“Wealth managers are recognising that many high-net-worth individuals and self-made entrepreneurs are choosing to directly control a proportion of their wealth to invest in a selection of businesses that really resonate with them,” says George Whitehead, head of the Octopus Venture Partners at Octopus Investments.
“Many are becoming angel investors, which is a growing phenomenon in the UK and no longer the reserve of a few rare dragons. Providing access to angel networks and encouraging angel syndicates is a great way of giving additional customer service to these types of clients.
“For them, it is as much about active engagement with a business, sharing expertise and contacts, as it is about making returns – although these can be significant.”
With a number of services and providers to choose from, it can be difficult for the entrepreneurial client to choose. Often personal recommendations can lead to introductions; however, there are a growing number of online services to choose from.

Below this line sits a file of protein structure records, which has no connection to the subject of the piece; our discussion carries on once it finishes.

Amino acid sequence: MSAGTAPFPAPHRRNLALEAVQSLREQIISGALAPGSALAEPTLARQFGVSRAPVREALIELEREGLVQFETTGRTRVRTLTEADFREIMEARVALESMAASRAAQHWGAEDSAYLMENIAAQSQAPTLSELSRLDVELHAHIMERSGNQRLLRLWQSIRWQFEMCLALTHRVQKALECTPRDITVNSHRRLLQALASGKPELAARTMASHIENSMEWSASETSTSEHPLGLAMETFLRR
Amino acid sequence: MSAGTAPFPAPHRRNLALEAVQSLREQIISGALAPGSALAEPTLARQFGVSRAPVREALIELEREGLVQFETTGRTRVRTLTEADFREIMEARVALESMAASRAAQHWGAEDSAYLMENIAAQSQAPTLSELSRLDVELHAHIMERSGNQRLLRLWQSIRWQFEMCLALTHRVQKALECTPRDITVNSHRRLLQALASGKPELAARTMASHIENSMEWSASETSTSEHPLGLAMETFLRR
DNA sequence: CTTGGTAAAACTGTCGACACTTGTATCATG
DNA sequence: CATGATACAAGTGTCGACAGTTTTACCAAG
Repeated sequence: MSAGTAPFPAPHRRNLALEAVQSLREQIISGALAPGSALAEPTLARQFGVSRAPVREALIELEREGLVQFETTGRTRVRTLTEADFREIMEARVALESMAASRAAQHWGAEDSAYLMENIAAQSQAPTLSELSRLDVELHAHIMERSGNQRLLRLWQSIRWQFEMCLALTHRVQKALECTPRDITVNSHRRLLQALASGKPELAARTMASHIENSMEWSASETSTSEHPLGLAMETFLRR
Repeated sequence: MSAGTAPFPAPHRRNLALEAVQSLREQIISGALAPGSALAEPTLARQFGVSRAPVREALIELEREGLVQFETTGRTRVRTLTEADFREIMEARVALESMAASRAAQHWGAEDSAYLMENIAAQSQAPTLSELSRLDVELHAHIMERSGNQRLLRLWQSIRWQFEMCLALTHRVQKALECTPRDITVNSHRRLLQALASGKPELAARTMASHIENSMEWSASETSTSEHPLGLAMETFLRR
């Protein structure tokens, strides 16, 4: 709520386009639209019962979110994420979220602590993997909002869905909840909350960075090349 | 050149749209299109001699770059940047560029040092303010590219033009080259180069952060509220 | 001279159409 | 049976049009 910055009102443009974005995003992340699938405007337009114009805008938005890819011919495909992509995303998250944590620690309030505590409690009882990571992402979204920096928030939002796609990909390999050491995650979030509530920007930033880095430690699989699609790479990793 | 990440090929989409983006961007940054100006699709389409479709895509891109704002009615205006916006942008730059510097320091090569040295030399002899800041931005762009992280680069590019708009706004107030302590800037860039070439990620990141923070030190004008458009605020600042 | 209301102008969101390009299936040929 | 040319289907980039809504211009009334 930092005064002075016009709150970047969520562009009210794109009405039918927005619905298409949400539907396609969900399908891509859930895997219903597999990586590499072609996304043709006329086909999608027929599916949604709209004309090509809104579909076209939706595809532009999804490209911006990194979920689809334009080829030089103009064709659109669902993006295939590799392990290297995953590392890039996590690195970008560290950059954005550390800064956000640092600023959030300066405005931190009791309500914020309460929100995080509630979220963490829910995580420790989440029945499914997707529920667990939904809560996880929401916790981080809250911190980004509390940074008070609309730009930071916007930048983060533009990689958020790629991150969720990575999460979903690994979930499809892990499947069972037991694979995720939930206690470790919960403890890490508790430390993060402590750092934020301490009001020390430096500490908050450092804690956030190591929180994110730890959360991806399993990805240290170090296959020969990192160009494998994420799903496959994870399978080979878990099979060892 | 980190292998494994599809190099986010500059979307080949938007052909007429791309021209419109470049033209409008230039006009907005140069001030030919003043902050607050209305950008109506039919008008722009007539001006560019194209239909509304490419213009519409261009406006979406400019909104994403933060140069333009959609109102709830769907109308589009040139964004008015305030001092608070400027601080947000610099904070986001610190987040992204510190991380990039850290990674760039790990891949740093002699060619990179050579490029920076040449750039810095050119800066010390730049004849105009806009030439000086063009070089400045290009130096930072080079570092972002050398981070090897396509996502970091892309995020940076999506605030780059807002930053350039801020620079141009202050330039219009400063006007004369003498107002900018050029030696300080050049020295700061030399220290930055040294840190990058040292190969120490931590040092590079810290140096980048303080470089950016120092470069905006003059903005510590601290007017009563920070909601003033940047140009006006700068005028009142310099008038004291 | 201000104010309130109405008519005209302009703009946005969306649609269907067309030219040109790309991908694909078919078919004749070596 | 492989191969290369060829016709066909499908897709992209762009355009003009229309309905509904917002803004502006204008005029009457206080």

For those with an existing provider, there are also benefits in reviewing current arrangements to ensure that you are getting the right help and advice.
Ms Gee says entrepreneurs are starting to review their existing arrangements, following recent regulatory changes in the way financial advice is provided. She says entrepreneurs are increasingly willing to pay the money for professional services, particularly since the introduction of new regulation – the retail distribution review (RDR) – which has put a premium on “independent” financial advice.
“The retail distribution review had served as the opportunity for many to take stock on the position with their existing adviser, and I have found many have realised that they need to make a change and should switch advisers,” she adds.
With the focus on a smaller business-led recovery in the UK, it seems certain there will be more new start-ups in the years ahead, particularly as banks are actively encouraged to lend to these businesses.
And with the right financial backing and acquisitive larger companies, who have hoarded cash during the economic difficulties, we could see greater numbers of affluent entrepreneurs.